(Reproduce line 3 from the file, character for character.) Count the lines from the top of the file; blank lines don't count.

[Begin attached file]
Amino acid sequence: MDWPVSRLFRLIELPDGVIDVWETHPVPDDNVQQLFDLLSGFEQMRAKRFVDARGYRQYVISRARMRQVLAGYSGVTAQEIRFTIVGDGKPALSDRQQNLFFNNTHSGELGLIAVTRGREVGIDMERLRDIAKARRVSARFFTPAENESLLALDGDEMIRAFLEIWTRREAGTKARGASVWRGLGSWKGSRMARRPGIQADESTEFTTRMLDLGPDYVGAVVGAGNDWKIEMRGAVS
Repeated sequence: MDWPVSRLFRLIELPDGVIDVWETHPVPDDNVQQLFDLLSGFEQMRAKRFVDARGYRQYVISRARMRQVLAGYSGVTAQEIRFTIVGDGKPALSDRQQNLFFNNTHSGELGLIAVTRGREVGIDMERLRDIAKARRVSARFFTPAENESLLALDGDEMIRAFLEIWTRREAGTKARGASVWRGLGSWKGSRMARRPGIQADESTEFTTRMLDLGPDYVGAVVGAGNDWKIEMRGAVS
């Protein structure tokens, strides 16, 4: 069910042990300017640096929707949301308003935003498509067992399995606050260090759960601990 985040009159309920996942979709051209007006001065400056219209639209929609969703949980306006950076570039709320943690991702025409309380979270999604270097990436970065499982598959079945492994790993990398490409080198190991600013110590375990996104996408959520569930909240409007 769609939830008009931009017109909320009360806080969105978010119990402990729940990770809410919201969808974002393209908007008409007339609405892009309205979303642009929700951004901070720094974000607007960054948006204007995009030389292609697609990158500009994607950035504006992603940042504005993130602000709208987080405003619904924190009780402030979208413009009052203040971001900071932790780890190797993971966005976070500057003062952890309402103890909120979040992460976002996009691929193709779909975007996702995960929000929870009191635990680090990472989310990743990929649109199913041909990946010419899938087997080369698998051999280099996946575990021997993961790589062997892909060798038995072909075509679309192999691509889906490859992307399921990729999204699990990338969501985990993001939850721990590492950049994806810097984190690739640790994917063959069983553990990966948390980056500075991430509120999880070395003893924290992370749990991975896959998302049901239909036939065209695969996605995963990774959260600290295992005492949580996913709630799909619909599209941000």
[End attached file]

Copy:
């Protein structure tokens, strides 16, 4: 069910042990300017640096929707949301308003935003498509067992399995606050260090759960601990 985040009159309920996942979709051209007006001065400056219209639209929609969703949980306006950076570039709320943690991702025409309380979270999604270097990436970065499982598959079945492994790993990398490409080198190991600013110590375990996104996408959520569930909240409007 769609939830008009931009017109909320009360806080969105978010119990402990729940990770809410919201969808974002393209908007008409007339609405892009309205979303642009929700951004901070720094974000607007960054948006204007995009030389292609697609990158500009994607950035504006992603940042504005993130602000709208987080405003619904924190009780402030979208413009009052203040971001900071932790780890190797993971966005976070500057003062952890309402103890909120979040992460976002996009691929193709779909975007996702995960929000929870009191635990680090990472989310990743990929649109199913041909990946010419899938087997080369698998051999280099996946575990021997993961790589062997892909060798038995072909075509679309192999691509889906490859992307399921990729999204699990990338969501985990993001939850721990590492950049994806810097984190690739640790994917063959069983553990990966948390980056500075991430509120999880070395003893924290992370749990991975896959998302049901239909036939065209695969996605995963990774959260600290295992005492949580996913709630799909619909599209941000």